Wallace learned about the poor treatment of the men. On September 4, 1862, he commissioned Judge William Martin Dickson as commander of the Black Brigade. After receiving his appointment, Colonel Dickson changed the brigade into a working regiment. On the evening of September 4, 1862, Dickson dismissed the men to tend to their families as well as gather personal supplies for the days of work ahead. He promised them that he was forming the brigade for fatigue duty and they "should be kept together as a distinct body,... that they should receive protection and the same treatment as white men,... and that their sense of duty and honor would cause them to obey all orders given, and thus prevent the necessity of any compulsion..." In return for these promises, Dickson expected the men to meet the next morning for work on the defensive fortifications. In his official report to Ohio Governor John Brough Dickson stated that around 400 men were present when he dismissed the brigade on September 4, 1862. The next day over 700 men reported ready for duty.
|Memorial to Black Brigade, Cincinnati, Ohio|
|Memorial to Black Brigade, Cincinnati, Ohio|
"Thanks to the promptitude of Generals Wright and Wallace, and the patriotism, courage and valor of the people, the Rebel movement toward Cincinnati has been frustrated and rolled back. In a remarkably brief space of time our cities, which were practically defenseless, became bastions of military might as our whole male population arose enmasse. The patience that they endured, the severe labor of trenches and tented fields for many days in succession presented a remarkable instance of how quickly a citizen can be converted into a soldier. Assisted by loyalists from other areas, we had an army in less than a week that was a proud example of what the West can do to meet invasion. Cincinnati is a large and wealthy city, attractive as a prize to the enemy. Hereafter, it must not be undefended as hitherto; we must have troops for home defense."
|Monument to Dickson and Wallace, Cincinnati, Ohio|
For the present, at least, the enemy have fallen back and your cities are safe….When I assumed command there was nothing to defend you with, except a few half-finished works and some dismounted guns; yet I was confident. the energies of a great city are boundless; they have only to be aroused, united and directed. You were appealed to. The answer will never be forgotten.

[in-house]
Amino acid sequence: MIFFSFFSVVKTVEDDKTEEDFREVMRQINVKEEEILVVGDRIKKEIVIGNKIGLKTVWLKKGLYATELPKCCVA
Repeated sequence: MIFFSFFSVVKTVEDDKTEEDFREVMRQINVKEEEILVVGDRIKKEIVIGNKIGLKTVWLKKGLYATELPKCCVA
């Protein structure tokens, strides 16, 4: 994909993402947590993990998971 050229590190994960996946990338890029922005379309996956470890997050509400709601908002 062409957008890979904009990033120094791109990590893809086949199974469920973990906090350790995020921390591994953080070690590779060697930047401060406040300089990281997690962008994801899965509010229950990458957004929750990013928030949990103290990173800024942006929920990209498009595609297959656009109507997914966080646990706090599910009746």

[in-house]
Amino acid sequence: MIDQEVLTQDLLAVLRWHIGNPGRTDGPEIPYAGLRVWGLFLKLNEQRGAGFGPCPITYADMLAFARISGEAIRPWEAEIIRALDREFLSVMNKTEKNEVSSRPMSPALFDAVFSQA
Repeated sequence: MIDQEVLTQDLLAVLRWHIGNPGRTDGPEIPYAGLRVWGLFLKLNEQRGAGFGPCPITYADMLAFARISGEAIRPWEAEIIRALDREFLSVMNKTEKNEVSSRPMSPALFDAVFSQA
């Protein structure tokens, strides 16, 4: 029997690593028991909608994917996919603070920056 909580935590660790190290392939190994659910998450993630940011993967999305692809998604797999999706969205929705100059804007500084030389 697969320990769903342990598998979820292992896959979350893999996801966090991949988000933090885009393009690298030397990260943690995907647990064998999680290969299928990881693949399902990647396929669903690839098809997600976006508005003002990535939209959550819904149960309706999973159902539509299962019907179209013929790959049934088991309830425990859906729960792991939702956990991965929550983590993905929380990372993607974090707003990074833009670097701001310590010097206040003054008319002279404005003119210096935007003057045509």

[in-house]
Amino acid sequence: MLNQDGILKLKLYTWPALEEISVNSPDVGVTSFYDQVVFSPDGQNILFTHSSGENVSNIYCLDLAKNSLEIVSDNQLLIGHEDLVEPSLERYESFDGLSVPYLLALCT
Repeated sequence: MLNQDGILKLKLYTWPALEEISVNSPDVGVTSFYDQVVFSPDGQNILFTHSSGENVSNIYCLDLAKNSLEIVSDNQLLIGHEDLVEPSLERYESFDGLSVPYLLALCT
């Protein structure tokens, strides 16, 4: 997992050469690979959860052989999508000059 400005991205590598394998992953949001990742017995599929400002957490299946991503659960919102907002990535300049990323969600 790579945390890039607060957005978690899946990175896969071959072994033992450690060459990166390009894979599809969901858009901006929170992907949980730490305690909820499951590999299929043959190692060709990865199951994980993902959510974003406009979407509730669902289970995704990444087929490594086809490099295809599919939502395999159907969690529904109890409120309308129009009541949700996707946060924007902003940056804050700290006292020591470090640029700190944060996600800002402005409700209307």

Paris may have seen something like it in her revolutionary days, but the cities of America never did. Be proud that you have given them an example so splendid. The most commercial of people, you submitted to a total suspension of business, and without a murmur adopted my principle–'Citizens for labor, soldiers for battle.'
In coming time, strangers, viewing the works on the hills of Newport and Covington, will ask, 'Who built these intrenchments?' You will answer, 'We built them.' If they ask, 'Who guarded them?' you can reply, 'We helped in thousands.' If they inquire the result, your answer will be, 'The enemy came and looked at them, and stole away in the night.'
You have won much honor; keep your organizations ready to win more. Hereafter be always prepared to defend yourselves.
The fact that a battle was not fought is due to Wallace's prompt and decisive action. Had he not taken command, nothing would have stood in the way of the Confederate army, which could have taken the city. Heth's plans to hold the city for ransom (as Jubal Early later did to Frederick, Maryland) or sack it indicated that he felt his forces were too weak to hold it for the Confederacy, but he might have caused the Union to divert troops from critical operations elsewhere. Wallace earned the city's gratitude, but the absence of a battle prevent him from regaining the standing he lost at Shiloh and kept the defense of Cincinnati from being as celebrated.
General Grant relieved Wallace of his command after learning of the defeat of Monocacy, but re-instated him two weeks later. Grant's memoirs of the war praised Wallace's delaying tactics at Monocacy:
If Early had been but one day earlier, he might have entered the capital before the arrival of the reinforcements I had sent. ... General Wallace contributed on this occasion by the defeat of the troops under him, a greater benefit to the cause than often falls to the lot of a commander of an equal force to render by means of a victory.
|“Over the Deadline,” |
a painting by Lew Wallace
based on testimony given at the trial
of Andersonville commandant Henry Wirz.
|Wallace's Sketch of Arnold|
Wallace resigned from the army on November 30, 1865. After the end of the war, Wallace continued to try to help the Mexican army to expel the French and was offered a major general's commission in the Mexican army. Multiple promises by the Mexicans were never fulfilled, and Wallace incurred deep financial debt. Dissatisfied with his careers as a soldier, politician, and lawyer, he began writing in earnest. Wallace published his first novel in 1873.
|William Henry McCarty, aka "Billy the Kid"|
Inspiration for Wallace’s next second novel came from an unlikely source: his own ignorance. Wallace often told the story of how, on a train trip in 1876, he met the well-known agnostic Colonel Robert Ingersoll, also a veteran of Shiloh.